Browns-Chargers: The Turning Point

Each week, we ask Steve King to identify the key moment that, in retrospect, determined the game's outcome. This time, that moment happened early on, and the Browns never recovered...

With an offense that may be not just the worst they've ever had, but maybe one of the poorest in NFL history, the Browns can't afford to waste any scoring chances, especially ones in key parts of the game.

But that's exactly what they did on Sunday, and it played a big role – it was the play of the game – in their 30-23 loss to the San Diego Chargers at Cleveland Browns Stadium.

Trailing just 10-7 after having led 7-0 halfway through the first quarter, the Browns put together maybe their best drive of the day, if not the season. Starting with the last play of the first quarter, they went 79 yards, from their 18 to the San Diego 3, in 15 plays. Using mostly Brady Quinn passes and with a few Jerome Harrison runs mixed in so as to keep the Chargers off-balance in a no-huddle attack, the Browns impressively worked their way down the field.

Harrison also caught two passes for 26 yards on the drive, while tight end Evan Moore, promoted from the practice squad only Saturday, grabbed an 18-yarder. They converted a third-and-1 with a one-yard run by Quinn and a third-and-3 with the quarterback's six-yard strike to wide receiver Chansi Stuckey that set them with a first-and-goal at the 2.

A touchdown would have been great, giving them a 14-10 lead, but even just a chip-shot field goal by Phil Dawson would have tied the score at 10-10.

But Harrison lost a yard on a first-down run, then Quinn threw incomplete to Moore.

Quinn looked for receivers on third down, but when he couldn't find any, he scrambled around to buy himself some time. Eventually he ran to the right, but outside linebacker Shaun Phillips came up from behind and punched the ball out of his hands at the 8. It squirted toward the Cleveland sideline, where a scrum took place, with end Jacques Cesaire finally recovering at the 13.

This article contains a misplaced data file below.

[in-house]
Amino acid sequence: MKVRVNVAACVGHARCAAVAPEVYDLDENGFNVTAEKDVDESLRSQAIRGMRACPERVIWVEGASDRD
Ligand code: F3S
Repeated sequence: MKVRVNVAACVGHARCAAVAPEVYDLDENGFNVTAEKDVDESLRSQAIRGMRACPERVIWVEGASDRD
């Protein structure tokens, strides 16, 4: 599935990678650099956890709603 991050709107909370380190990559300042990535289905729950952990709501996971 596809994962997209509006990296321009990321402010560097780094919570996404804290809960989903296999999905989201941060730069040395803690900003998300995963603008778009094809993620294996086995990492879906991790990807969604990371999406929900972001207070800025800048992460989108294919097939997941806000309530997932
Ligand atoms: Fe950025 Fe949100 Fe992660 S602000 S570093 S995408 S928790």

Browns head coach Eric Mangini finally challenged the ruling on the field once he got to see a replay of it on the stadium video screen, which he should have done since it looked as if either Cesaire might have been out of bounds when he recovered, or the ball might have rolled out of bounds before he got it.

The ruling on the field was confirmed after the play was reviewed, and the Browns were deflated, dejected, frustrated and, for all intents and purposes, finished.

The Chargers didn't score on their ensuing drive, but they did on the last play of the first half when Nate Kaeding drilled a 42-yard field goal.

So instead of being tied at 10-10, the Browns found themselves behind 13-7. They never seriously threatened again when the game was in doubt.

Oh, sure they got going after the Chargers quit playing, thinking the contest was over after they roared to a 27-7 lead late in the third quarter. Cleveland scored 16 points in the final 9:15 to make a game of it and, at the same time, make San Diego sweat a little bit. It was too little, too late, though. The Browns were doing some good things, but this was mop-up time.

And really, all the comeback did was reinforce just how important Quinn's turnover was, for without it, it might have been a different game – at least it would have been a more competitive one for a longer period of time.

It's one thing after the other with this struggling offense. If one player isn't making a mistake, then another one is.

Yes, the defense was terrible for much of the day, giving up 477 yards, but the offense was terrible when it counted the most.

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